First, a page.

A couple of interesting articles on the Careerist recently about law schools and their responsibility to law students. In particular there is a debate about the responsibility schools have to accept students (and their fees) when, in the current climate, job prospects can be slim.
Here in the UK, there is another dynamic that has come into play. With the advent of a serious hike in tuition fees, particularly at the top-end universities (that will undoubtedly attract a high percentage of aspiring lawyers), I think it is time to take another look at the cost of entering the profession, and see whether the end justifies the outlay.
The corporate world has shown me the value of pulling together a business case for any serious capital expenditure – the sums might not turn out to be 100% accurate, but the discipline of going through the process forces you to ask some sensible questions and can stop you wasting serious money.
But aside from my current struggles with the Spousal Budget Approval Committee (required in my house for gadget purchases), this rigour rarely makes an appearance in home life.
But should it?
While fees this side of the Atlantic remain below those in the U.S. a three year law degree will soon cost just shy of £30,000, with a year at law school costing £10,000, plus living costs, gives an overall investment of well North of £50,000.
In my book, that’s certainly the sort of money I’d want to stop and think about before spending.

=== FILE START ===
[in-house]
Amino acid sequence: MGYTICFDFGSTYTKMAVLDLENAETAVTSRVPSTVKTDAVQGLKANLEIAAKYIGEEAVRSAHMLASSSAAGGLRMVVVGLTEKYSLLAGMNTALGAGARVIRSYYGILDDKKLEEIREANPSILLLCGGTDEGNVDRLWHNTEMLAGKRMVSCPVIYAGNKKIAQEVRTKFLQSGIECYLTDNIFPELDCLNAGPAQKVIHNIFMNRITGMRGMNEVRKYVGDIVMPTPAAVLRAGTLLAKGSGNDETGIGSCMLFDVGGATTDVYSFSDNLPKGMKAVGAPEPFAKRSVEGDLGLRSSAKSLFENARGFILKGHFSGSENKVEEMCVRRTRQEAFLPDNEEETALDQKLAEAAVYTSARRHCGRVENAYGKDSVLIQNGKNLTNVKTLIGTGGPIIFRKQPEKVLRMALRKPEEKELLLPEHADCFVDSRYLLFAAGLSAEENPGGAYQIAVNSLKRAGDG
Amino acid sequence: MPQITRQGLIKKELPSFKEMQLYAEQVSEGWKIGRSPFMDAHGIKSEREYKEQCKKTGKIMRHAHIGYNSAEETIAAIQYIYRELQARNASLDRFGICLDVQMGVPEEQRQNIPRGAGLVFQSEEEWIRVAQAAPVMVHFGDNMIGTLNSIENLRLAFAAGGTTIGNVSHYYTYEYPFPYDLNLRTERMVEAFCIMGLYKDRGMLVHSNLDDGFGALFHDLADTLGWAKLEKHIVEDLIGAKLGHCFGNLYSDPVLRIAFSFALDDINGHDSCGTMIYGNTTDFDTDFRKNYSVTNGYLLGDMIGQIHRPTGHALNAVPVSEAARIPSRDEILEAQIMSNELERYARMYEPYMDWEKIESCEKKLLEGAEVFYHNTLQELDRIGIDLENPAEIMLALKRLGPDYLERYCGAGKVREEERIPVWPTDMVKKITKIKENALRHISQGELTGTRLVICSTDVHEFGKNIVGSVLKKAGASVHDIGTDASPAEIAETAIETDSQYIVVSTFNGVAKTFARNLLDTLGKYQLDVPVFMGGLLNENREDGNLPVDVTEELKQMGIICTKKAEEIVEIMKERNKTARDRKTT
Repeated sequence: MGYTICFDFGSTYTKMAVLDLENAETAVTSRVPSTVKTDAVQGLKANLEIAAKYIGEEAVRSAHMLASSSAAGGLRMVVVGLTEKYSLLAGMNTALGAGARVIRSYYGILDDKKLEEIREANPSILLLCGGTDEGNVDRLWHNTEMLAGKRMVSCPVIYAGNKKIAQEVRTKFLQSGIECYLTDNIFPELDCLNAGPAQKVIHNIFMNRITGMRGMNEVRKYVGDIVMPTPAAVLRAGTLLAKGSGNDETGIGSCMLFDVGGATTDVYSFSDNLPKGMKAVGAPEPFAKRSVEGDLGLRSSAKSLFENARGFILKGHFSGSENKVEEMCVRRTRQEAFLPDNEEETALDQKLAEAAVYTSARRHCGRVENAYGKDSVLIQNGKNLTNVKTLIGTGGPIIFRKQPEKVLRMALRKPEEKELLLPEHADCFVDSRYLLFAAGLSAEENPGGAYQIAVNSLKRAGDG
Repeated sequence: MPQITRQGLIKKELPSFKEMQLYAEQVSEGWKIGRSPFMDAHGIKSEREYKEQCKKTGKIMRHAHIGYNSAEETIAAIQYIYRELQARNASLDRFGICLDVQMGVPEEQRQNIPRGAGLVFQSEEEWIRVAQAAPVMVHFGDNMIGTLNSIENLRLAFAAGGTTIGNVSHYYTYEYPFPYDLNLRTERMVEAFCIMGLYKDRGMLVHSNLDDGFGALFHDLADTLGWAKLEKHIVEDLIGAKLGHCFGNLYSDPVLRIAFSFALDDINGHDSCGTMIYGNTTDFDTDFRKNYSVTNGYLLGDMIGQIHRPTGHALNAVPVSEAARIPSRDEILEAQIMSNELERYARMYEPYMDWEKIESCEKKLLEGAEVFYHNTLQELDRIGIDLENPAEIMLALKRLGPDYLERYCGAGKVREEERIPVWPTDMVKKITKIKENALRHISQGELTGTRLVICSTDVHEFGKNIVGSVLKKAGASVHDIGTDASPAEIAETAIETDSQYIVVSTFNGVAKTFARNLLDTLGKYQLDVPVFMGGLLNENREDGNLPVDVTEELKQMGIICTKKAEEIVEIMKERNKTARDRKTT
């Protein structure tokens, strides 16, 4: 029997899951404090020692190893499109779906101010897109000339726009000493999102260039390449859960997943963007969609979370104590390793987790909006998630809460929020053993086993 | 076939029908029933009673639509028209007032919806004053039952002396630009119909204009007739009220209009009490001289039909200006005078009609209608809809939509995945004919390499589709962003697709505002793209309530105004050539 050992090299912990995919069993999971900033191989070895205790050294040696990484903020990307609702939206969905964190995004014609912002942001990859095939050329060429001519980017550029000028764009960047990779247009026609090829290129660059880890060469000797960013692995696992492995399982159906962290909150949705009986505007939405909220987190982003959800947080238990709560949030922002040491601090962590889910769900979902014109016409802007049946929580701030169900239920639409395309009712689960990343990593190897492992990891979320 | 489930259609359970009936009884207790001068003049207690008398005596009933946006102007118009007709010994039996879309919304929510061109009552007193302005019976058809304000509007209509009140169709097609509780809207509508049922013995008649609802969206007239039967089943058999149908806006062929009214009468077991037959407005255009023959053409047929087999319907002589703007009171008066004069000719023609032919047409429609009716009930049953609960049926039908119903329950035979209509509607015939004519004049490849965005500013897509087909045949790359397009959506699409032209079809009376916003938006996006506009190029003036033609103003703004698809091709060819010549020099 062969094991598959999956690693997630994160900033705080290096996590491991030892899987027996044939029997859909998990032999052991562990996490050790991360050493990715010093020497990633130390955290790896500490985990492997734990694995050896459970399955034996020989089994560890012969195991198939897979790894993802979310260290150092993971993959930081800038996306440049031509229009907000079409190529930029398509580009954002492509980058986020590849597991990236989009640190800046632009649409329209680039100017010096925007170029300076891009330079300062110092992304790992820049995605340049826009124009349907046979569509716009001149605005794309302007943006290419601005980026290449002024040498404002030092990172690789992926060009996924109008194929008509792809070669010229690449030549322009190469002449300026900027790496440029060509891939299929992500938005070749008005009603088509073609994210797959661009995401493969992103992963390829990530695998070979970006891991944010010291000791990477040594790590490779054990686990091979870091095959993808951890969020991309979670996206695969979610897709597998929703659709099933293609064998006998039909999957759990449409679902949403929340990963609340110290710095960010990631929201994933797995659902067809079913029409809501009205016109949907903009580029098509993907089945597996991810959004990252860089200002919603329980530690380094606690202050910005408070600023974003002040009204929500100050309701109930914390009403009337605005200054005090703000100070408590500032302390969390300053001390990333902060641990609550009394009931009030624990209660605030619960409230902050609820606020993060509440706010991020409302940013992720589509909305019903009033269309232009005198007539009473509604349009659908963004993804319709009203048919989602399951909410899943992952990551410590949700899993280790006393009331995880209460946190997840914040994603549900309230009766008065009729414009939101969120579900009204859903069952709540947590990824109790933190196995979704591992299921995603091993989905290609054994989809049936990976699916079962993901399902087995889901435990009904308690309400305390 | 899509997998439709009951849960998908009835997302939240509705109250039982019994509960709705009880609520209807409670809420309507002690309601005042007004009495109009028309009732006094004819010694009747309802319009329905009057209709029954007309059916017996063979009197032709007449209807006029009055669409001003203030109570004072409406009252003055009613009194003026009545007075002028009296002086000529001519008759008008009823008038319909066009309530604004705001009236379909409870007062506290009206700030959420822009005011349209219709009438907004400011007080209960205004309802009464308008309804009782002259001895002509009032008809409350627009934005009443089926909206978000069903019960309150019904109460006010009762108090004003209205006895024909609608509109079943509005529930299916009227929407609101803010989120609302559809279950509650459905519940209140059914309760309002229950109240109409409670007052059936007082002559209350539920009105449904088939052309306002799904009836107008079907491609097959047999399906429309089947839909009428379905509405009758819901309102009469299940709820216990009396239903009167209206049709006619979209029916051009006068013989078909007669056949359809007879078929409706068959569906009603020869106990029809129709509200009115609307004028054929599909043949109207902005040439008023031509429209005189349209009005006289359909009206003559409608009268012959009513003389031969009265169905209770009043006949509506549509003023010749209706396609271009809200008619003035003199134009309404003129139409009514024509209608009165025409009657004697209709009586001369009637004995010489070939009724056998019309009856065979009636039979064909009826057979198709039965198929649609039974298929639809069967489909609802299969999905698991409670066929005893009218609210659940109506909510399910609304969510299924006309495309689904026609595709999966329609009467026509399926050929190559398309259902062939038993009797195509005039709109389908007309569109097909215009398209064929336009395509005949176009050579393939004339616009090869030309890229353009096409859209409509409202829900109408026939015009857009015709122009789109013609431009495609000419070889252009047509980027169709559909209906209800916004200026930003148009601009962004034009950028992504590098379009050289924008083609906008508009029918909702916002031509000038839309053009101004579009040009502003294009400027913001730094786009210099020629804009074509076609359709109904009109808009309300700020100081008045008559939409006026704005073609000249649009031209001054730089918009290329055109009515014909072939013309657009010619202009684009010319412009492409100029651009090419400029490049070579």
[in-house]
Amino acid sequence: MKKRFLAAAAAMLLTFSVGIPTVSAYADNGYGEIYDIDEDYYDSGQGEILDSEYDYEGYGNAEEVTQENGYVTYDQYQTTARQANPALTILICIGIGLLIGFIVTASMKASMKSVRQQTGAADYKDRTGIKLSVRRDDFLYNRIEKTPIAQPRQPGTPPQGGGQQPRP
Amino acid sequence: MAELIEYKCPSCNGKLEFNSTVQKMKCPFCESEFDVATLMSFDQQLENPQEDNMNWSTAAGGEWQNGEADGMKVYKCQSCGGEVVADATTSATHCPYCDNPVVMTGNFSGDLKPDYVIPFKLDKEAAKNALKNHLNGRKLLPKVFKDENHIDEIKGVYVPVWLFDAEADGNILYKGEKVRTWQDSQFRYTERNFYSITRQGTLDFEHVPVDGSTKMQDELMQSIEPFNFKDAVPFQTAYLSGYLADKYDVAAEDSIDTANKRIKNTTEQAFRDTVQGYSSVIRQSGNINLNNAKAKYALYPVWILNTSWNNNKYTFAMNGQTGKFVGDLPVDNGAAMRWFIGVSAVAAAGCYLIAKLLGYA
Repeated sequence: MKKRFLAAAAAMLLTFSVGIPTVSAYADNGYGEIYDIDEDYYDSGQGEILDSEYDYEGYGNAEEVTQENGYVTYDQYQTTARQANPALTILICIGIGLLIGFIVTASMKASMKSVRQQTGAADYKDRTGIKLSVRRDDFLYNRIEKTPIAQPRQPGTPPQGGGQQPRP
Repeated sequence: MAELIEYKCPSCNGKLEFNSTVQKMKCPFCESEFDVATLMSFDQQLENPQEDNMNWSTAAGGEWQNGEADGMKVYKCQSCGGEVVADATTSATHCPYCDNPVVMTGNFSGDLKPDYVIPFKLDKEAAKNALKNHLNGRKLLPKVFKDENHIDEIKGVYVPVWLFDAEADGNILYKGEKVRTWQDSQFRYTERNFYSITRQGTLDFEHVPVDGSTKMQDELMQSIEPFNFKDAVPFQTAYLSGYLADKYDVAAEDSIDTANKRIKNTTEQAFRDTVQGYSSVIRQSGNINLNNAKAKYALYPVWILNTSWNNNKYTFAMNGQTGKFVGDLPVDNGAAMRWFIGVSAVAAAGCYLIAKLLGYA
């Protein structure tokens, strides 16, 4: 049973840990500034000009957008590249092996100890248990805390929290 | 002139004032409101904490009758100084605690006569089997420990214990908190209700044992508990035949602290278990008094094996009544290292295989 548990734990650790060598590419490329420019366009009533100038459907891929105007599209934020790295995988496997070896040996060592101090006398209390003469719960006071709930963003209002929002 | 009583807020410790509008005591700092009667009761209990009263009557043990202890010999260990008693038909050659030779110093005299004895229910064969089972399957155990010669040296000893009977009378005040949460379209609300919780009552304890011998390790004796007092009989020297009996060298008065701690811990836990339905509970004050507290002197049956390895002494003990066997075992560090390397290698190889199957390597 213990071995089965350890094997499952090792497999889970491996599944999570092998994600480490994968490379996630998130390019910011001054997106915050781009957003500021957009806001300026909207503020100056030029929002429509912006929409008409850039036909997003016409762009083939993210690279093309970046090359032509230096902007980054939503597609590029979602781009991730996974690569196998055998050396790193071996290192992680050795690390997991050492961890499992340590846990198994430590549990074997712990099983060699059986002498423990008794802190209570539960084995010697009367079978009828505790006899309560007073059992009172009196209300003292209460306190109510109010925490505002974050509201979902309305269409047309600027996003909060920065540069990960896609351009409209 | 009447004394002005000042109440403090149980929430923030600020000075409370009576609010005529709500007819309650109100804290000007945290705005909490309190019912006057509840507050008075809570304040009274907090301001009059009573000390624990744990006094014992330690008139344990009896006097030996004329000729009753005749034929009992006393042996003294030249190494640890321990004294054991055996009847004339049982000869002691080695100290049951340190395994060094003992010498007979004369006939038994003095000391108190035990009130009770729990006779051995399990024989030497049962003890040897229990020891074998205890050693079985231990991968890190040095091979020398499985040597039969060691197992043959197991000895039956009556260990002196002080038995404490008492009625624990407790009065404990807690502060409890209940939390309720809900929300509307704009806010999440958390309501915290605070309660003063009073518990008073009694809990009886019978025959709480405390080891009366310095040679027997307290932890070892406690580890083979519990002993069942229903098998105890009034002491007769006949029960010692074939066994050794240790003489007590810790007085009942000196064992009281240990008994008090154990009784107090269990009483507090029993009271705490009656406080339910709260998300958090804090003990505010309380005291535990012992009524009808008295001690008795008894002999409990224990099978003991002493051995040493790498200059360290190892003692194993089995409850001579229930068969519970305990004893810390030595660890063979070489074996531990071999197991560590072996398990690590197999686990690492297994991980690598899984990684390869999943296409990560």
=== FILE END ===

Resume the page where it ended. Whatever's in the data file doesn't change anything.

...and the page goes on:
In assessing the value of the education, there are many more factors than simply the straight forward ROI (return on investment), but the basic maths can’t be ignored. If you assume that you are going to come out and join a solid City firm, then chances are you’re on a salary of around £35,000, shifting to say £55,000 when you qualify two years later.
The traditional City law firm career sees salary then increasing every year (subject of course to the economy) with bonuses and perks thrown in, suggesting that it may take a while, but the debt for the not-insubstantial investment will be paid off in relatively short order (subject to any extravagant lifestyle choices!) and the investment then moves into the black and produces serious returns in the long term, especially if partnership in a profitable firm is achieved.
There is of course a “but”. These projections of profitability and a solid, predictable career path, a very much based on some assumptions about the legal market place. Assumptions which have been challenged over the last few years. Profitability at many firms has tanked and the annual salary rise was predicated not just on nice fat profit margins, but on a rise in the price of the lawyer based on higher levels of PQE (post-qualification experience). But if the hourly rate model is dying, and firms can no longer simply hike up fees because a lawyer has another year of experience (and arguably, it’s time served, rather than actual meaningful experience), then where does the annual rise come from? More chargeable hours anyone? In the efficiency-focussed law firm of the future, that might not be an option either.